By Yogesh Pratap Singh & Dr. Lokendra Malik
Seemingly, the essence of the rule of law is lost. The constitutionalism has died. Its legitimacy is being severely assaulted. This proposition owes much to the recent actions of a few BJP ruled states where governments have bulldozed houses and shops belonging to the Muslims for their alleged involvement in violence during Ram Navami processions. First, the bulldozer was symbolically used to threaten criminals especially belonging to minority community in Uttar Pradesh by Yogi Adityanath’s government when the Chief Minister was conferred the epithet “Bulldozer Baba” by the opposition parties during the recently held assembly election campaign. The success of Chief Minister Yogi ji stimulated other Chief Ministers to encash this novel design. Now, the epithet seems to have found a popular space in the political discourse where we got “Bulldozer Mama” and may get “Bulldozer Chacha” or “Bulldozer Tau” in future.
A few weeks ago, the Madhya Pradesh government demolished houses and shops belonging to the Muslims who were allegedly involved in violence during Ram Navami processions. The statement of Madhya Pradesh Home Minister Narottam Mishra i.e. “Jis ghar se patthar aaye hain us ghar ko pattharon ka hi dher banayenge (the house where the stones have come from will be turned into a pile of stones itself,” was a clear indication that the Madhya Pradesh government has begun its preparatory work for 2023 state assembly election. Another Bulldozer drive was initiated after the Delhi BJP chief Adesh Gupta wrote to the North Delhi Municipal Corporation (NDMC) to demolish the “illegal constructions of the rioters in Jahangirpuri Communal Violence and on April 21, a convoy of bulldozers along with hundreds of policemen rushed to Jahangirpuri in northwest Delhi to demolish buildings, petty shops, and the entrance gate of a mosque. The elections of Delhi Municipal Corporation are due and this will help the BJP to polarize Hindu votes.
Whether the government can use justification of one alleged offence to prosecute for another? To make it simpler, can the government penalize someone for alleged stone pelting by destroying their houses even if it is an alleged encroachment? The act of punishing someone for one alleged crime using a law made for another is against the basic tenets of criminal jurisprudence. To give punishment, there has to be a basis in law. This was one of the cardinal principles of legality of criminal law designed to guarantee the primacy of the law in criminal justice administration.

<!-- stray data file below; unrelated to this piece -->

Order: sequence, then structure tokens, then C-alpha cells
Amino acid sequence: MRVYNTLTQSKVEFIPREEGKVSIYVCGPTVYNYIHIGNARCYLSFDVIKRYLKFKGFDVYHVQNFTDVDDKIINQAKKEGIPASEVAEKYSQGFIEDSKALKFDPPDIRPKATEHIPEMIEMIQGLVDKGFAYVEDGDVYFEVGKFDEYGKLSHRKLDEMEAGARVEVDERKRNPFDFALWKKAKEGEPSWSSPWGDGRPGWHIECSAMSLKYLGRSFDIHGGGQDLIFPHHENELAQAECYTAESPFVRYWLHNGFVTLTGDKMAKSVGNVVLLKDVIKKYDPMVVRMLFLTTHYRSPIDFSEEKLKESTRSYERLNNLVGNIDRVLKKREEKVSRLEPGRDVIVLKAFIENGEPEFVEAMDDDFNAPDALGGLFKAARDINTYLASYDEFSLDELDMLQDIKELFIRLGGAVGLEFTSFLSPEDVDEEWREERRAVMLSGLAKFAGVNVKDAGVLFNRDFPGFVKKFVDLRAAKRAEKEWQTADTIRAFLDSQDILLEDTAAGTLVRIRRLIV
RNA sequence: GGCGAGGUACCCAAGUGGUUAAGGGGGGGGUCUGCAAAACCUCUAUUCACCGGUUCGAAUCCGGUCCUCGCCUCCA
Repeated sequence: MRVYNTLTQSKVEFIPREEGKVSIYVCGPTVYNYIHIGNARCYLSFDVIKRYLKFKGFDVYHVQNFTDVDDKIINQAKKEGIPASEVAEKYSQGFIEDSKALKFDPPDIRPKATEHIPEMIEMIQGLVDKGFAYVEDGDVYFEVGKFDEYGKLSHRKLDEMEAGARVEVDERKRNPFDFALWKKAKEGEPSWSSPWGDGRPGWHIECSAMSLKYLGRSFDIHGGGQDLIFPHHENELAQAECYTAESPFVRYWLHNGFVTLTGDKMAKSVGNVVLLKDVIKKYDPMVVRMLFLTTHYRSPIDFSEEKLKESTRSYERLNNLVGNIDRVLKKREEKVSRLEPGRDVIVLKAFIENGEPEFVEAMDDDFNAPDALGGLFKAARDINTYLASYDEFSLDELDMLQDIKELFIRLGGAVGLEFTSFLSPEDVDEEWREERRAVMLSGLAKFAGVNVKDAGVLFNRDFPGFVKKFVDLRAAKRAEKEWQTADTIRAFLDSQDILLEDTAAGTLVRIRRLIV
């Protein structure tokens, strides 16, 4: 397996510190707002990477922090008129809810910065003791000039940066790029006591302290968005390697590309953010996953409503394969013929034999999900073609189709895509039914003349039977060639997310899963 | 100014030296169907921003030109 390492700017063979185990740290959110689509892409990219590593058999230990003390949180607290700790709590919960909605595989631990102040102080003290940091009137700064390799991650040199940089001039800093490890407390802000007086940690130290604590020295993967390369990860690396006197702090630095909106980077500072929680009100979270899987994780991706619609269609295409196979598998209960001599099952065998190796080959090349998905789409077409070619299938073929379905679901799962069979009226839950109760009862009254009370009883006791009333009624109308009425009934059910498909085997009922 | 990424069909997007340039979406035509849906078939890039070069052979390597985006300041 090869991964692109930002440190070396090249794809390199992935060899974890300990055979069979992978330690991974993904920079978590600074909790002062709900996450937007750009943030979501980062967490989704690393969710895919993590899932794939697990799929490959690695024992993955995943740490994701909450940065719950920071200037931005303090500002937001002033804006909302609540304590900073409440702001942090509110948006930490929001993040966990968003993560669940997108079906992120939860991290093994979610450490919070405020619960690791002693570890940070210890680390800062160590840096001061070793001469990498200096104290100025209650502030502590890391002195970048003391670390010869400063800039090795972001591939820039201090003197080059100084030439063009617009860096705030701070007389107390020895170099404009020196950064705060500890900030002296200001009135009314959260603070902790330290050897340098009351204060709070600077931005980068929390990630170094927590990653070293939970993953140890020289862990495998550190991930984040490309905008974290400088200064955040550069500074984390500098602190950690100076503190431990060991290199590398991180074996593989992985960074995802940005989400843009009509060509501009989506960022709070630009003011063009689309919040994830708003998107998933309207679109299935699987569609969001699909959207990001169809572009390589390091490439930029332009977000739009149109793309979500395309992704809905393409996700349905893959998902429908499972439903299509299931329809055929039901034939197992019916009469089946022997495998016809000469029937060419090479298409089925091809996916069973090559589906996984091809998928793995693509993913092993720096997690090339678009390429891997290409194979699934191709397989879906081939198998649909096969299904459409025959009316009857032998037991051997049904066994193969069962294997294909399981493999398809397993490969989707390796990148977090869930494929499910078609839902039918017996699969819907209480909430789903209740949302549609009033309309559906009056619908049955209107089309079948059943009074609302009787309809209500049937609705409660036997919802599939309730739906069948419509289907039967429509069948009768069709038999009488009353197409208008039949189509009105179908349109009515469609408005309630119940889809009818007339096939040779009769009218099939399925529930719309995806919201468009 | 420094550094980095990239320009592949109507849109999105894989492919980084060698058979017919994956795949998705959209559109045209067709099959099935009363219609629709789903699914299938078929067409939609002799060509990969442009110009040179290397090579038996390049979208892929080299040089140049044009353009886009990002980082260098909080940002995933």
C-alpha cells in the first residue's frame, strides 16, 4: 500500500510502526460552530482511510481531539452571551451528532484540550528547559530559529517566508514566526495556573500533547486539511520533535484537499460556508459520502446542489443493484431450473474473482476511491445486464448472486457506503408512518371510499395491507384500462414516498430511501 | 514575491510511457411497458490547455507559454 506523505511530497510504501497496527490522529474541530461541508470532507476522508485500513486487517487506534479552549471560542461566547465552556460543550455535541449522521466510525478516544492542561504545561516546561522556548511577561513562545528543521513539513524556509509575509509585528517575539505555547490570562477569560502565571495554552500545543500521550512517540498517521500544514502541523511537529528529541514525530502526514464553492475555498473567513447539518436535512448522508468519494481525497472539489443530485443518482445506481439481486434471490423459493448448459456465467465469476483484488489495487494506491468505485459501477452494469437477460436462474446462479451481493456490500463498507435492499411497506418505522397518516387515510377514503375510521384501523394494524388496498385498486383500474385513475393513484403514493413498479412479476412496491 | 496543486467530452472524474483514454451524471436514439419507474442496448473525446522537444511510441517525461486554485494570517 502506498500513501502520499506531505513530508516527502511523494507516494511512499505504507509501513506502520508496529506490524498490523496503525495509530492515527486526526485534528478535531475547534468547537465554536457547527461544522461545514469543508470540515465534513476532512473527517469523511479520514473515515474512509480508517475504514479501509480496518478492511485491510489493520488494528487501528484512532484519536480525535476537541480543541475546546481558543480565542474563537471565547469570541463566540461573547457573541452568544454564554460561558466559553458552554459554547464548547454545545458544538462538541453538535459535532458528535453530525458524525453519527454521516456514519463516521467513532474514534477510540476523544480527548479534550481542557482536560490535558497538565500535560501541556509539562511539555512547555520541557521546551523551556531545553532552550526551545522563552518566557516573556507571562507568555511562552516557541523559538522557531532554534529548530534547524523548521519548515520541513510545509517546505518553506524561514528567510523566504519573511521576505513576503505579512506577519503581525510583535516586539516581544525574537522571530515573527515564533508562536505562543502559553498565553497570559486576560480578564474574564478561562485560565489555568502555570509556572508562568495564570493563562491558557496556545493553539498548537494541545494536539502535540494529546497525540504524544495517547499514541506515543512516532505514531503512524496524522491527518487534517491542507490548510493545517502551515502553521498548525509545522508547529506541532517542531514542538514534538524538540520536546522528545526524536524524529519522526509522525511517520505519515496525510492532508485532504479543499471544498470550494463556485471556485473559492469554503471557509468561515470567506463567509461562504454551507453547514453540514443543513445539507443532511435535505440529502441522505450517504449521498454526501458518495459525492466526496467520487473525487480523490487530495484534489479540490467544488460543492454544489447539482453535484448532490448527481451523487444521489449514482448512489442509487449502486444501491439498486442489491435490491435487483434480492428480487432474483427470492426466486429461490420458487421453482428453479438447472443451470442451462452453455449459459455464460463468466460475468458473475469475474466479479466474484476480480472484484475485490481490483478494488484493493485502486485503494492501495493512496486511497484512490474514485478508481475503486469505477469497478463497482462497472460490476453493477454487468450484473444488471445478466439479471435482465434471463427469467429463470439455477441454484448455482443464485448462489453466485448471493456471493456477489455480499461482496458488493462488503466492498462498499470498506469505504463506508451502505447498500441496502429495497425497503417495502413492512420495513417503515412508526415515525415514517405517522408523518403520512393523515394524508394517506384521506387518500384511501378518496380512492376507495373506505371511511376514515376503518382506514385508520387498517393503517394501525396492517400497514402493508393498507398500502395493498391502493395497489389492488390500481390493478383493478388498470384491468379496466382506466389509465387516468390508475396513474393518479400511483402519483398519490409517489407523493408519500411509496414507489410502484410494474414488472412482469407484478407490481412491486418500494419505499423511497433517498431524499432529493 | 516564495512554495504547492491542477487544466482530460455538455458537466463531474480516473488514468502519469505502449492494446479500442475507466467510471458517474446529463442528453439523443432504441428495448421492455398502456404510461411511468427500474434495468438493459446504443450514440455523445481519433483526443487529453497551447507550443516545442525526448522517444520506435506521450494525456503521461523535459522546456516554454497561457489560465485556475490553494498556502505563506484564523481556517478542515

Sections 146 and 153-A of the Indian Penal Code deal with offences of rioting and promoting enmity between groups but this requires the police to lodge an FIR, investigate, arrest and prosecute those who are allegedly involved in the offence. And giving punishment is function of court, not the government’s job. The states like Uttar Pradesh and Madhya Pradesh have a specific law for recovering damages caused to public and private properties due to riots. However, summary demolition without following the due process of law has not only affected few families but frighteningly threatened the entire Islamic community of the Indian republic which acknowledges secularism as one of its cherished ideals.
Admittedly, every Municipal and Panchayat law makes provisions to deal with encroachments and illegal constructions. It provides for issuance of notice to the person concerned to remove the encroachment, giving an opportunity to submit objections, passing a reasoned order, a provision for an appeal and in case of rejection of appeal issuing another notice before the demolition squad is deployed. For instance, the Delhi Municipal Corporation Act makes clear provisions under section 317 and 322 & 343 where the Commissioner is supposed to issue notice to remove structures or fixtures onto streets with a minimum notice period of 5-15 days. Only Section 322 doesn’t require issuing notice because it involves removing temporary structures like stalls encroaching into public streets. In addition, provision is also made for an appellate tribunal to hear appeals against notices. The Delhi Laws (Special Provisions) Second Act, 2011 also gives protection against demolition without rehabilitation to Jhuggi dwellers. Further, Delhi Urban Shelter Improvement Board Act 2010, under which the Delhi Slum and JJ Rehabilitation and Relocation Policy was notified in 2017 also provides that removal of Jhuggis even when encroachment is on government land cannot be done without a rehabilitation policy in place.